Once in Madame Cyclotropia's tent, the researchers quickly realized that their limited scientific training could not hope to allow them to conduct rigorous paranormal research. Only a true cyclopsychic with "The Gift" could see back into the dim mists of time to divine the existence of heretofore unknown tropical cyclones. Using her cyclopsychic gift, Madame Cyclotropia correctly divined the past tracks of numerous known storms the scientists challenged her with. However, when asked to divine the existence of "missing" Atlantic storms that had not made it into the official database, she prophesied that she would only be able to do so if the scientists would write her into their latest grant proposal. This grant proposal would surely get funded, she predicted. The scientists eagerly agreed, and headed back to the lab to work on the new proposal.

Webcaster, Hallmonitor, and Flurryfury's proposal, titled, "Using a Trained Cyclopsychic to Divine Past Atlantic Tropical Cyclone Activity", was submitted to the Foundation for Atmospheric Research for Science and Education (FARSE) in early 2007 and accepted later that year. After receiving their grant money, the scientists began spending long nights in Madame Cyclotropia's tent, documenting her revelations from the four primary cyclopsychic techniques: Ouija Board, crystal ball gazing, the Magic Eight Ball, and channeling of restless dead spirits. According to Dr. Hallmonitor, "We were thrilled when the first three techniques we tried all yielded virtually identical results, showing the robustness of our experimental methodology. The three techniques all showed a noticeable drop in the number of "missed" storms in the 1940s, when aircraft reconnaissance became available, and in the 1970s, when satellites coverage began over the Atlantic Ocean. However, when we tried to channel restless dead spirits, we ran into a roadblock. We couldn't find any restless dead spirits with an interest or knowledge of historical Atlantic hurricanes. We happily attributed this to the propensity of dead meteorologists to wind up inside Heaven's Pearly Gates, but were sad that our research would lack this crucial final proof of its validity. We were about to give up when Peter then hit upon the idea of contacting the spirits of groundhogs, who are known for their weather prognosticating ability. Some of these prognosticating rodents might have unfinished business that would keep their restless souls adrift in the ether, available for consultation on weather-related matters. We coined word psychomortorodentiatempestology to describe this exciting new branch of hurricane science, and set off in search of gifted groundhogs spirits with this special skill."



Figure 2. Wee Willy One and Chucky before their departure into the hereafter. Which rodent's spirit would you trust to get accurate weather information from?

Indeed, Madame Cyclotropia was able to contact the spirit of "Wee Willy One", a famed albino groundhog that had once burrowed under the fair gardens of Wiarton, Ontario, and provided weather forecasts each Groundhog's Day up until his death in 2006. Wee Willy One proved to be testy and uncooperative, though, deliberately delivering incorrect storm information. The researchers sought out help from cyclotherapy experts from the Center for Disease Control's Weather Related Illness Division to determine if cyclotherapy might help Wee Willy One overcome his bad attitude. Cyclotherapist Dr. Sandy Chirpchuckle diagnosed Wee Willy One as a cyclopath suffering from rare form of cyclopsychosis. Ordinarily, cyclopsychosis manifests itself only in hurricane scientists and weather enthusiasts during the long, dull months prior to hurricane season. The despondent victims of cyclopsychosis spend long hours in front of flickering computer monitors in dark, gloomy rooms, obsessively poring over maps and statistics of hurricanes long gone by. The victims tend to become highly antisocial but never violent, and can be successfully treated with cycloactive drugs. However, Dr. Chirpchuckle diagnosed Wee Willy One with an extremely rare case of "shadow" cyclopsychosis, brought on by the cyclological trauma being rudely hauled out of his burrow each February 2 so that a bunch of cockamaimie humans could see whether he saw his shadow or not. "Shadow" cyclopsychosis is incurable, both in this world and the hereafter, so Madame Cyclotropia was forced to seek out other groundhog spirits. After months of effort, she finally found the spirit of "Chucky", a friendly groundhog that had once burrowed under the gardens of Nashville, Tennessee. Chucky eagerly provided accurate information on the "missing" Atlantic tropical storms that was precisely in agreement with the data collected from the other cyclopsychic techniques. "We were ecstatic," exclaimed Dr. Hallmonitor. "More jello shots!"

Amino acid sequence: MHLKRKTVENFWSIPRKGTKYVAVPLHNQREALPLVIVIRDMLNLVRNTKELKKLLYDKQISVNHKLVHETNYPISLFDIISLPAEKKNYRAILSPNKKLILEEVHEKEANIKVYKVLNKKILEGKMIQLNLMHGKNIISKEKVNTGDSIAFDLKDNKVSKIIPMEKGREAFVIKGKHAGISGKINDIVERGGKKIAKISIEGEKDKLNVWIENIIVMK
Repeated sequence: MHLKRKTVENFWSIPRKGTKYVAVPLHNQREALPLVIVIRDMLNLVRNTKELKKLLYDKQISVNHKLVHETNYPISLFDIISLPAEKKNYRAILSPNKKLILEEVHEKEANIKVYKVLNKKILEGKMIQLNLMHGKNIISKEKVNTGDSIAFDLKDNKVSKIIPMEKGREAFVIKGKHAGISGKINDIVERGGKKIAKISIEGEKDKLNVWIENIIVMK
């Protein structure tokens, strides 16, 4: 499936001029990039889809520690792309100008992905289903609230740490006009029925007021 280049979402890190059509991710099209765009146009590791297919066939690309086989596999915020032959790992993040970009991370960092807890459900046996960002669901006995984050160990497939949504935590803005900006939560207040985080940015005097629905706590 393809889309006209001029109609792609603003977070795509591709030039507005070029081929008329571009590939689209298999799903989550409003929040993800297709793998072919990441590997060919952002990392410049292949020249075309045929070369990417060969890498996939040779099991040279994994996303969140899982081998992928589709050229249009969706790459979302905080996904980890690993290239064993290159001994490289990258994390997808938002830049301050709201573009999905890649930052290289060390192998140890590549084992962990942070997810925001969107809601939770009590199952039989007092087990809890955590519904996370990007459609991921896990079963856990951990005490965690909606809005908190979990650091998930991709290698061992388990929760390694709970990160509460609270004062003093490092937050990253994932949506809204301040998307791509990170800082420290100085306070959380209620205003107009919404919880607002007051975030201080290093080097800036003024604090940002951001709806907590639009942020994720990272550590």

Hurricane experts world-wide are hailing the new findings. "These exciting results conclusively prove that even us blind squirrels can find some nuts," enthused renown hurricane expert, Dr. Kerry Readthemanual of the Massachusetts Institute of Technophobia. Dr. Readthemanual has been a leading proponent of the global warming/Atlantic hurricane link. Even former critics are praising the new findings. Dr. William Graymatter, Professor Über-Emeritus of Colorado State University's Center for Hurricane Observation, Measurement, and Prediction (CHOMP), said in an interview: "I've been in the hurricane business for 113 years, and I know good research when I see it. The findings of Webcaster, Hallmonitor, and Flurryfury are based on solid observational evidence and white magic. There's no black magic involved, such as the use of a computer model, so their results are impregnable."